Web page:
By using European tactics to search for homegrown sources of terrorism in the Muslim-American community, the U.S. risks fostering the kind of alienation that some Muslims feel in Europe, writes Moushumi Khan, a fellow at the Kennedy School of Government at Harvard University.
Muslims' trust in U.S. civil society has encouraged them to work with local police in finding terrorists, the most effective way to uncover terrorism, says Mr. Khan. For instance, a local Federal Bureau of Investigation office credited the Muslim community with stepping forward last year to expose a plot in Toledo, Ohio, to build bombs and aid the insurgency in Iraq.
But rather than build on such links between the Muslim community and the government, the U.S. has a tendency to rely on European tactics that increase suspicion on both sides. The government pays informants, sends undercover police into religious institutions and carries out racial profiling. Those tactics might be appropriate in Europe, where the Muslim population tends to be poorer and less integrated, says Mr. Khan. But in the U.S., strategies like these are perceived by some Muslim-Americans as entrapment of young people who have done little to arouse suspicion beyond practicing their religion. Taped conversations with a government informant about planting a bomb in a New York City subway station helped convict Shahawar Siraj Matin in 2006. But Mr. Khan says those tapes show the informant pressuring Mr. Matin into planning the attack. Many Muslims interpreted the tapes as a signal that "they could not afford to voice their political beliefs," Mr. Khan says, increasing their suspicion of the government.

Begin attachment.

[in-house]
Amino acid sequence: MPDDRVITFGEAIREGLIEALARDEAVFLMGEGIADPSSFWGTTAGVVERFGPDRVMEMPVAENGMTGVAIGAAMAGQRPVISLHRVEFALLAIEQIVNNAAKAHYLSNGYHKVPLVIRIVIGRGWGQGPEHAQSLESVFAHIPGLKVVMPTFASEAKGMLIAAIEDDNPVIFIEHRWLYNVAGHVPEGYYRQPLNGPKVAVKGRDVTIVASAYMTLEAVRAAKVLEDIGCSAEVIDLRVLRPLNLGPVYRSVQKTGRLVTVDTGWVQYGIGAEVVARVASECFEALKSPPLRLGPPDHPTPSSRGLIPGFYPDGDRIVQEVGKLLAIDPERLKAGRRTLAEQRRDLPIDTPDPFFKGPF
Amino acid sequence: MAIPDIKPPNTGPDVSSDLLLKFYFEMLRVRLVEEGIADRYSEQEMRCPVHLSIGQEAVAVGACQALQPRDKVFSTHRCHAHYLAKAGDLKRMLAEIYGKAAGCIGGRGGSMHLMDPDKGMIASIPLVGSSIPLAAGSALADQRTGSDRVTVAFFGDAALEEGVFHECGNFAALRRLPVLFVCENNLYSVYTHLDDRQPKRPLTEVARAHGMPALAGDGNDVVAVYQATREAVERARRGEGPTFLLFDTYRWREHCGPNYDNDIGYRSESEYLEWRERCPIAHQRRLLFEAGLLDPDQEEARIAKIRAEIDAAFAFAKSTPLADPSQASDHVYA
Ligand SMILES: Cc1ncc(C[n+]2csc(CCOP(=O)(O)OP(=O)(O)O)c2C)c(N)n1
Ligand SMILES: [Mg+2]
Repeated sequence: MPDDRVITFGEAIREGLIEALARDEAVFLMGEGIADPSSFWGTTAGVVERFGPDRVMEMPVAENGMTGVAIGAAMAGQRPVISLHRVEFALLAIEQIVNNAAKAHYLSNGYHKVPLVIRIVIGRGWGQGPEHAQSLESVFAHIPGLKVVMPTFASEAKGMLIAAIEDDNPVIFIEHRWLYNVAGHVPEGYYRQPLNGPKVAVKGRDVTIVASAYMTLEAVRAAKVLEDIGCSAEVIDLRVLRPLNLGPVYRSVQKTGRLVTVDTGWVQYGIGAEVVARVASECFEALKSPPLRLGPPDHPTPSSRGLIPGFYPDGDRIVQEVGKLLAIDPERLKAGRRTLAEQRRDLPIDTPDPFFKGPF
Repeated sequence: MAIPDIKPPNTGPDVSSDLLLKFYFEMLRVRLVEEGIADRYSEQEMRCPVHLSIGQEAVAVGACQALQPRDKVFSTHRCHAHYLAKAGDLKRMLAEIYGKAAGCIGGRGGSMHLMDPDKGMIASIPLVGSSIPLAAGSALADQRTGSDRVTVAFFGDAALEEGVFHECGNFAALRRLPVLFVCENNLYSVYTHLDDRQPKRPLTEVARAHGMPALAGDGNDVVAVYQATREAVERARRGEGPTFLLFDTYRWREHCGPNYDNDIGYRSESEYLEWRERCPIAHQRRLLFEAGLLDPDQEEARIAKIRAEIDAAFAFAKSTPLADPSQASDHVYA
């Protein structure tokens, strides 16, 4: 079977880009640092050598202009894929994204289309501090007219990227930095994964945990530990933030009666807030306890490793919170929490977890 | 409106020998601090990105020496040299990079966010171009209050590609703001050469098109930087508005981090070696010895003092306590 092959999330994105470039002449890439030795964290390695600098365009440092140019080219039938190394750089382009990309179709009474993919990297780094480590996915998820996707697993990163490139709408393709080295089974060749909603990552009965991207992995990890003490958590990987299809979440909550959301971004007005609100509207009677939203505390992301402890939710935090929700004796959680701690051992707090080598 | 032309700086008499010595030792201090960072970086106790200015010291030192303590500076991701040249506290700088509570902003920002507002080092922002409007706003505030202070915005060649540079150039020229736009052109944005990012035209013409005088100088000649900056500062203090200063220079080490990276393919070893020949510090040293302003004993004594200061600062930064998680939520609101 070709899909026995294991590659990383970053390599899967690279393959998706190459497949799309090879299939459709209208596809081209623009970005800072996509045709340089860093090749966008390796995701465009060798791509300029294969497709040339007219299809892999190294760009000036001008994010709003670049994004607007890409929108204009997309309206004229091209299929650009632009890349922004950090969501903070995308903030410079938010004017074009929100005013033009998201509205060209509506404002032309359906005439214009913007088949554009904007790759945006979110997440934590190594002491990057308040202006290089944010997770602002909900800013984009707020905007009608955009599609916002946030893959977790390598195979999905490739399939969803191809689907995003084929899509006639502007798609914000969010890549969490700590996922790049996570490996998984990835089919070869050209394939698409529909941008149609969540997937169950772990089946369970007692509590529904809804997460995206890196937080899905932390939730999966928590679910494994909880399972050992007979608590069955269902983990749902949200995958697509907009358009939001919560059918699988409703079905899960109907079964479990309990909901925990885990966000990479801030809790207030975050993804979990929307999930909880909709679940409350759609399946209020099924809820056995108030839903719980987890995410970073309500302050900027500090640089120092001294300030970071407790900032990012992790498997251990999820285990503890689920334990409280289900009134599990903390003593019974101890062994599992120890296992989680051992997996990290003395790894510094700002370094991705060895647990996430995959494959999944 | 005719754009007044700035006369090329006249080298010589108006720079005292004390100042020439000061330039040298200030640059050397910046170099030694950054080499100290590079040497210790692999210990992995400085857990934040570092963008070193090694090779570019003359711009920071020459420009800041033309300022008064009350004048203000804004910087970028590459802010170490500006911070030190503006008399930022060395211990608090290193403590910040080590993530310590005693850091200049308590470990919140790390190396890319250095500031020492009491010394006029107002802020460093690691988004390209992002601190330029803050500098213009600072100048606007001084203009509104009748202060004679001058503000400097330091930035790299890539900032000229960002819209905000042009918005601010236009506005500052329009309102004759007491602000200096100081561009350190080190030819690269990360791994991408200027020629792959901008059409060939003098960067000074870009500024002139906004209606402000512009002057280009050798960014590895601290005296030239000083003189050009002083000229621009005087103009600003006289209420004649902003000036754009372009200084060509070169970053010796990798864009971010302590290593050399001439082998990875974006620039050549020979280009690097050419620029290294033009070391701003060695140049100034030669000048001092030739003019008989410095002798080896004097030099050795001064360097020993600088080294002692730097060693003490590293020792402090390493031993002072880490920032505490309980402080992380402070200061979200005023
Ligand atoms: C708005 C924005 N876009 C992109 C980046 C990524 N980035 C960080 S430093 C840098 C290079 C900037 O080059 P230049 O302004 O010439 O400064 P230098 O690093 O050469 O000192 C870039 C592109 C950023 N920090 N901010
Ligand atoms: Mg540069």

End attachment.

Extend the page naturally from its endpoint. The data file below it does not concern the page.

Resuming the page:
Despite the risks of these practices, the hunt for homegrown Muslim terrorism hasn't turned up many real-world examples, Mr. Khan says. Most of the prominent cases have involved immigrants, and even some of those have crumbled."While the vast majority of Muslim youth are wondering how they can be civically minded Muslim Americans," he says, "the government seems to be stuck on the theme of the radicalization of Muslim American youth." [Link]
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